4 Ways To Build General Physical PreparednessDec 01, 2022
Years back, I wrote an article about General Physical Preparedness (GPP) work for elitefts which you can check out here. The article talked about how the term 'GPP' is often misused, in particular in the CrossFit circles, but this article is not about that.
This article you're reading today is the down & dirty best ways to build GPP. Plain & simple. And FYI, There are more than a few differences between this article vs. my first addition.
Since writing that first article a lot has changed for me as a coach.
In fact, since so much has changed, I've gone back and revised many of my articles on this site.
The principles haven't changed though and most of what I've talked about in the past still remains true.
What has changed is my view of training.
I no longer see the need for as much 'novelty' in my own programs and for that of my clients. Actually, too much novelty has proven to be a deterrent to those looking to improve movement, but that's a topic for another day.
I also find that the simple solution is often the best solution, which has played out in how to program at this present moment. This is exactly what my programming playbook represents - simple, low-hanging programming fruit that is actionable.
Clearly, it's important to know why GPP is important so here are a few things that are important to know:
Having great GPP improves:
- Work capacity (aerobic fitness)
- Recovery between sessions
- The development of strength & conditioning
- The size of ones fitness-base.
So, with that said this article will highlight the best ways to build GPP without confusing the people that are attempting to utilize these measures.
I've also included multiple scenarios so you can see exactly what this looks like down to the sets, reps, and rest intervals so the GPP picture is hopefully clear enough that you can get to work right away.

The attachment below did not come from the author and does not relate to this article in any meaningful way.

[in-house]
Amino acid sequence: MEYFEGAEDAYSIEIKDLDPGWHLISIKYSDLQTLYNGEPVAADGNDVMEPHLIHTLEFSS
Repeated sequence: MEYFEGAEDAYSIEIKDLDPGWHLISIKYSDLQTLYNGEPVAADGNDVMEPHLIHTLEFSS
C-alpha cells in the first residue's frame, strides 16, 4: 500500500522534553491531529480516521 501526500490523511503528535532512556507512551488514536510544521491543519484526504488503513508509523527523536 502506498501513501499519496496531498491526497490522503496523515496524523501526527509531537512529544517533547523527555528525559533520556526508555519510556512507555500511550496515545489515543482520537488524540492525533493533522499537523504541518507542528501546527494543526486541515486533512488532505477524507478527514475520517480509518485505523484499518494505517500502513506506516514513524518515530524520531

To be clear I'm referring to building GPP & aerobic fitness - if you're interested in learning more about anaerobic conditioning check out this article here.
Without further adieu here are my top 4 modalities to build GPP.
The 4 Foundational GPP Modalities
2. Sled Work
3. Kettlebell Work
4. ODD Object Carries
Sample GPP Programming
Carry + Sled + Cyclical
10 Rounds of 20s/40s off:
1a. Crossbody Carry
1b. Backwards Sled Drag
1c. Air Bike Sprint
Sled + Carry Combo
For time: 400 meters sled drag + wheelbarrow
Cyclical + Kettlebell + Kettlbell
Every 5:00 x 5 sets:
15 Calorie Bike
15 KB Cleans
15 KB Thrusters
5 Rounds of:
KB Flow of:
4 Clean + Lateral Lunges
8 Gorilla Rows
10 Rotational Cleans
Rest 2:00 between rounds
KB + Sled
AMRAP 30 of:
10 Rotational KB Cleans
100 Ft. Backward Sled Drag
10 Alt. Gorilla Rows
100 Ft. Lateral Sled Drag
10 Double KB Squats
100 Ft. Lateral Sled Drag (opposite side)
Rest as needed between rounds.
Kettlebell Flow of:
I think you get where I'm going with this. You can get as creative as you'd like, but here are some guidelines.
- This work should be challenging, but 100% sustainable ie. RPE 8
- These sessions should NOT impair your ability to perform your other main strength sessions during the week so load appropriately.
- These are stand-alone conditioning sessions, but you can use one modality like the sled or a loaded carry on a strength day.
- The duration of these conditioning sessions should be around 20-40 minutes.
- Rest intervals should be roughly 1:1, but you could go as high as 1:3 when needed.
GPP is best developed as its own session and these are the ways I've come up with that keep my clients' programming fun, challenging, and effective.
One thing that always remains true the longer I coach people is that simplicity always wins.